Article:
[Picture of Dr. Kistler]

Lynn M. Kistler

Research Associate Professor
B.S., 1981, Harvey Mudd College
Ph.D., 1987, University of Maryland

Research Interests:
Magnetospheric physics, space plasma physics.

My main research interest is in magnetospheric physics, with specific emphasis on the sources, transport, and acceleration of magnetospheric particle populations. This includes the design, fabrication, and testing of state-of-the-art instrumentation for spacecraft and the analysis of the data collected by these instruments. Our group's particular specialty is measuring the composition of ions in space plasmas and using the composition measurement both as a tool for distinguishing the sources of the ions and for differentiating between different acceleration and transport mechanisms.

I have been involved in building instruments and analyzing the data for a number of missions. Most recently, I am starting to look at data from the CLUSTER mission, a joint U.S.-European mission, which involves four spacecraft flying in close formation in order to study plasma processes on small scales and to distinguish spatial from temporal changes in the plasma properties. The satellites were put successfully into orbit by two launches in July and August, 2000. Our group provided an ion composition instrument which uses time-of-flight techniques to measure the distribution functions of the plasma in space.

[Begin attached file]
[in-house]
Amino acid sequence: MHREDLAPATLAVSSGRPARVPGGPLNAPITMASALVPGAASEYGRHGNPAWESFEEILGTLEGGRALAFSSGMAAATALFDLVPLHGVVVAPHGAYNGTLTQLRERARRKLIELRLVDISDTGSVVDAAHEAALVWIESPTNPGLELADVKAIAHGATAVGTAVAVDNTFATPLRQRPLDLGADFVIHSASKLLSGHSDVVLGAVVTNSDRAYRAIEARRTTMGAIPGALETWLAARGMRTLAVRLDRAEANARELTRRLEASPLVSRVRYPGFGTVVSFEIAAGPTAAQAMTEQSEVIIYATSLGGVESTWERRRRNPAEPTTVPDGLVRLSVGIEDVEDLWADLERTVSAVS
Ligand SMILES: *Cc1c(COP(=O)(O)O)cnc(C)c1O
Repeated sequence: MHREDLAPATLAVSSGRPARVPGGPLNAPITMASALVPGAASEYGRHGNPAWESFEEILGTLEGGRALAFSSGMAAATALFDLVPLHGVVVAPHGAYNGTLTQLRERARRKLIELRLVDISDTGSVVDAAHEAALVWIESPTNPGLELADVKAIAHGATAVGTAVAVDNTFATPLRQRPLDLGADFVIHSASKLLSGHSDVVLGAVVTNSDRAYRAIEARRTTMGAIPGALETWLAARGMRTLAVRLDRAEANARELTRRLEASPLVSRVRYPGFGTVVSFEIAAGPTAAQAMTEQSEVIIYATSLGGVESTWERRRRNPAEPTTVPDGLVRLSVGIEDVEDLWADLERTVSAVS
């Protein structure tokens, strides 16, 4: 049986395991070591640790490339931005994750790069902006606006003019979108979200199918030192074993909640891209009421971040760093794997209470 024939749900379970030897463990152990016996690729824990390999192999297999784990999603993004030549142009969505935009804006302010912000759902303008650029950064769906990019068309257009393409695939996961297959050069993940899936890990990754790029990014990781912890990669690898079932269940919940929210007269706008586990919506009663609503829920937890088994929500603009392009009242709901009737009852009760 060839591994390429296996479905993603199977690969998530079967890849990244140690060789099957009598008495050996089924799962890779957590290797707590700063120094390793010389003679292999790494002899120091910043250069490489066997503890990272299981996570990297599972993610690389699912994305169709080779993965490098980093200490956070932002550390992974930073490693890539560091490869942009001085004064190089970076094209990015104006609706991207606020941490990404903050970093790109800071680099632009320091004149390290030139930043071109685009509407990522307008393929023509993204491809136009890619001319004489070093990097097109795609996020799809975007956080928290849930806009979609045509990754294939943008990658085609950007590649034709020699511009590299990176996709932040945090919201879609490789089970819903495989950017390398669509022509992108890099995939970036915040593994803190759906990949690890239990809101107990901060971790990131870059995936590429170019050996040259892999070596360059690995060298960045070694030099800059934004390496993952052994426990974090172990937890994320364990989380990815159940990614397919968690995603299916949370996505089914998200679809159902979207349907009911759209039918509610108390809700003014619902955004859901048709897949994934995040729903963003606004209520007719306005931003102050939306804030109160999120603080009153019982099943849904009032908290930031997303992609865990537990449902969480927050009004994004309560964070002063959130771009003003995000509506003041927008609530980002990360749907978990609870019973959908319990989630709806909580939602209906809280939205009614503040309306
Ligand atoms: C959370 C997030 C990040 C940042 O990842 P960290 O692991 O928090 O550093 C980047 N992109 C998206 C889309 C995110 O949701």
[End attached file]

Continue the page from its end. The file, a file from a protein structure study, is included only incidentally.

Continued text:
I am the lead investigator for a similar instrument on the German Equator-S satellite. Results from this data set include a better understanding of ion transport from the ionosphere to the equatorial magnetosphere and into the inner magnetosphere, and evidence for stable, long-term magnetic reconnection at the earth's magnetopause. A similar instrument is on-board the FAST (Fast Auroral SnapshoT) spacecraft. FAST flies in a polar orbit, taking data over the aurora in order to study ion acceleration in the auroral region. A recent study using this data set showed the importance of charge exchange as a loss process by comparing how the relative fluxes of different ion species change with radial distance.

A somewhat different type of instrument was built for the Advanced Composition Explorer (ACE), a spacecraft that orbits at the L1 Lagrangian point between the earth and the sun and monitor solar particles and cosmic rays. Our instrument, SEPICA, uses a combination of electrostatic deflection, a multi-wire proportional counter, and a solid state detector to measure particles from solar flares and particles accelerated in interplanetary space.

I believe graduate students should be exposed to all aspects of a spacecraft project: the design, building, and testing of the flight hardware; developing the software necessary to handle the large quantities of data; and the final data analysis. Although the time scales of spacecraft projects can be too long for a student to be involved in all phases on one project, we have enough ongoing projects that a student can be involved in the hardware stage on one project but do his/her final thesis work using the data from another project.

Recent publications:

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